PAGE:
Is being afraid of failing, a reason not to develop our personal dreams? When you head off, rowing against the current your heart is full of hope and determination. But what if, you haven’t reached your objective, feel exhausted and lost?
This is the story of a French girl I met in “Café 10” in Tarifa, a small Spanish town facing the coast of Morocco. When I walked into the café I spotted a free table and asked her if I can pass. She had very short hair, giving her a slightly boyish look while showing her beautiful cheekbones. We started talking and she unveiled her story.
She was just visiting a friend in Tarifa, but since short was again living in Paris. During the last last 7 months she was in Lebanon, where she wanted to open a coffee shop. That was her big dream.
She explained to me that she was half Lebanese and loved the country. She grew up in France and knew well both cultures. She saw the social and economic challenges of Lebanese people and was very frustrated by the gender inequalities she witnessed since her childhood.
She wanted to show that, even if you are a woman, it is possible to build a successful business in Lebanon. She wanted to show that she could start something from scratch thanks to her passion and skills. She took the challenge on, to prove that they were wrong.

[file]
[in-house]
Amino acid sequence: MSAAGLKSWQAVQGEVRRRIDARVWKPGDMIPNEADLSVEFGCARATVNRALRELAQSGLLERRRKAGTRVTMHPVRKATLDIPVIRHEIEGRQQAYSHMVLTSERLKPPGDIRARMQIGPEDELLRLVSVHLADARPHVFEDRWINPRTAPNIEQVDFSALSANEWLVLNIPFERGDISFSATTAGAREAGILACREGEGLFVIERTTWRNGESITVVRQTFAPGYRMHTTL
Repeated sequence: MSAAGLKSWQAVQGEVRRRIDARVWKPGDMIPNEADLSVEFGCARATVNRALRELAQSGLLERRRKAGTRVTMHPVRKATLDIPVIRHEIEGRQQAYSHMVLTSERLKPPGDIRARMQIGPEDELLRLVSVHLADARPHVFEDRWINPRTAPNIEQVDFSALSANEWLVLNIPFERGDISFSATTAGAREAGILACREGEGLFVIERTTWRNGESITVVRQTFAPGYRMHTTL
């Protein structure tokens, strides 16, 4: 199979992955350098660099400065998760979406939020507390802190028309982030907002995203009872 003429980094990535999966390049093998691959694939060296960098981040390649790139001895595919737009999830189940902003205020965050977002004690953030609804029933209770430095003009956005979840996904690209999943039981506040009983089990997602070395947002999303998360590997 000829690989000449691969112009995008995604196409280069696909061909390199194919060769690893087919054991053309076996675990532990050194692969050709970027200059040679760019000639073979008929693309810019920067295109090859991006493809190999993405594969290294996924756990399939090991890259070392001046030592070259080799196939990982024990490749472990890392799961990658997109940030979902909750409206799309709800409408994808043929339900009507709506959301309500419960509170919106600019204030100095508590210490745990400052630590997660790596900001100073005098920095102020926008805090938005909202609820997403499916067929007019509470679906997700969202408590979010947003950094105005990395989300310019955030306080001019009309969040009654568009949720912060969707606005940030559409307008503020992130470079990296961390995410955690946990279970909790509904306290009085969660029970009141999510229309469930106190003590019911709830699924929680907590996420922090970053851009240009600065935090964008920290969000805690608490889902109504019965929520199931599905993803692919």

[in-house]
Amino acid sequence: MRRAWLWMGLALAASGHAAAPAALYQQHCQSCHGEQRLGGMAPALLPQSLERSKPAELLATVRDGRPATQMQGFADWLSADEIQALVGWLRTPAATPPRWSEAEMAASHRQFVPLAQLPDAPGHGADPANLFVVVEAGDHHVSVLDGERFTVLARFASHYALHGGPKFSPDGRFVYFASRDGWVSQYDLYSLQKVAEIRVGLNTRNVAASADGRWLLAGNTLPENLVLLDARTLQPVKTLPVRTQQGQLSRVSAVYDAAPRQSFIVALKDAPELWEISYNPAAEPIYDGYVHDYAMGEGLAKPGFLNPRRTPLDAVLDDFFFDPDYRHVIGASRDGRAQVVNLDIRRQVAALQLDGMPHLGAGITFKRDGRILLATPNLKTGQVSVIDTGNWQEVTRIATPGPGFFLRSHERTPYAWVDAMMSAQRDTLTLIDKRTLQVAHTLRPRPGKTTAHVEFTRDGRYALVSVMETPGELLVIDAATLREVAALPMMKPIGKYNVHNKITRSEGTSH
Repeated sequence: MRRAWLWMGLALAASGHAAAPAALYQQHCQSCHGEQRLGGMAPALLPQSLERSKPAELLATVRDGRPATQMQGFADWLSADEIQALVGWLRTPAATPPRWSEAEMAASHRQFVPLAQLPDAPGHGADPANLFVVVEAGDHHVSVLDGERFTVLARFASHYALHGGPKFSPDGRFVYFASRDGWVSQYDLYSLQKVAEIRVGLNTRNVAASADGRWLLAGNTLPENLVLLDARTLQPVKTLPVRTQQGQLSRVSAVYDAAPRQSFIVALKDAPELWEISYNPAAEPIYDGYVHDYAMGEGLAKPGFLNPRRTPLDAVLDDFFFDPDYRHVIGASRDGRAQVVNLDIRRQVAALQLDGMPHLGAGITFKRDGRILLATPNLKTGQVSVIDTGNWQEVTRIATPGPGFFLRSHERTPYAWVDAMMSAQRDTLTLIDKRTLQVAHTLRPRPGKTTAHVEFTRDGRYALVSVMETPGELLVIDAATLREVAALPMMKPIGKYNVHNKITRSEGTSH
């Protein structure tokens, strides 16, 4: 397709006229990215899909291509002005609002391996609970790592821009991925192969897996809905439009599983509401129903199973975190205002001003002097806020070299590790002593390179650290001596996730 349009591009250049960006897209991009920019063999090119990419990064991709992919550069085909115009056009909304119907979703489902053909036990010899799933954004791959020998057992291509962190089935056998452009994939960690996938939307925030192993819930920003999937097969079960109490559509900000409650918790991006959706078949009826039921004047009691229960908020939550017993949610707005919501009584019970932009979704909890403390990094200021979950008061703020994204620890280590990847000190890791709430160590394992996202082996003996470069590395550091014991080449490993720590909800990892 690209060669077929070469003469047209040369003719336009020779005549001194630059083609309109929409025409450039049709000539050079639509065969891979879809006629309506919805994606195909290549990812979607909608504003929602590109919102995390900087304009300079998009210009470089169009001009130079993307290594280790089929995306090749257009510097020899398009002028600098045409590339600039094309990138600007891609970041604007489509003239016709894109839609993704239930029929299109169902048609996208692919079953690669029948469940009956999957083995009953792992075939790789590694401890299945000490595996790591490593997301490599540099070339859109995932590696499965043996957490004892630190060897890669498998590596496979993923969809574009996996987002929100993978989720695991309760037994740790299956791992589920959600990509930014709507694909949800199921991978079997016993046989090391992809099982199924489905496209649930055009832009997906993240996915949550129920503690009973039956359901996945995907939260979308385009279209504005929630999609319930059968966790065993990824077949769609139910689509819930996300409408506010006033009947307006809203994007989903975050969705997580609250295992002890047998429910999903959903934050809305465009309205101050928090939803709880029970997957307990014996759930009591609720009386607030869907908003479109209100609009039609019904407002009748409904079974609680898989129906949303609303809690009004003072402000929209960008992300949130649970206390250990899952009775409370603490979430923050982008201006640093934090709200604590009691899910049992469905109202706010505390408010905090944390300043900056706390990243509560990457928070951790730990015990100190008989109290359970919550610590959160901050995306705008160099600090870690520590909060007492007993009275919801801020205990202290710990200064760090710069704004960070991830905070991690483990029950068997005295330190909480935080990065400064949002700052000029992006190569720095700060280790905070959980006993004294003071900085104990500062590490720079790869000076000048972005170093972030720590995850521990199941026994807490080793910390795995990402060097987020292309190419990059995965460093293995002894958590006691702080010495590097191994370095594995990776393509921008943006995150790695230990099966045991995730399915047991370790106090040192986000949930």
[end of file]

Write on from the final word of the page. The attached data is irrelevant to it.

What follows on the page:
My dream was to prove that despite gender inequality a woman can make it Lebanon
Since a few months, she was in Lebanon. She was looking for partners to open the coffee shop, she had found a good place and calculated everything. The money was short, but she still believed that it was possible to make her dream happen.
If she only would have found a partner, who was ready to invest with her, time and money it would work out. It could become amazing to build everything up together and run the coffee shop as a team.
She talked with many people, she learned new aspects of the own culture. But she felt frustrated by the lack of entrepreneurial mindset. People complained, but were not standing up to change things. She wanted a partner, that like her, believed in change. She was looking for a “doer”.
I woke up and knew that my dream was not going to happen
One morning, over half a year since she arrived in Lebanon, she woke up, watched the sealing of her tiny room and realized that it was not working out. She tried so hard, she had so many hopes, but she could not find people to truly connect with. They did not share her dream, and she was not the one that was going to impose it upon them.
While lying in the bed, she realized that her big dream had turned into a self-imposed nightmare. In that moment, she just hated everything: she hated the place she was, the people that complained, the fact that she was struggling so hard with something that could be so easy. But most of all, she hated her self for failing at her dream.
She felt as if she was rowing against the current: every move was so difficult and instead of progressing she was just moving downstream. She thought: It is not supposed to be like that. Things should flow. Building a coffee shop with a few friends should be fun, it should be something you can do with a love, even if it is a lot of work.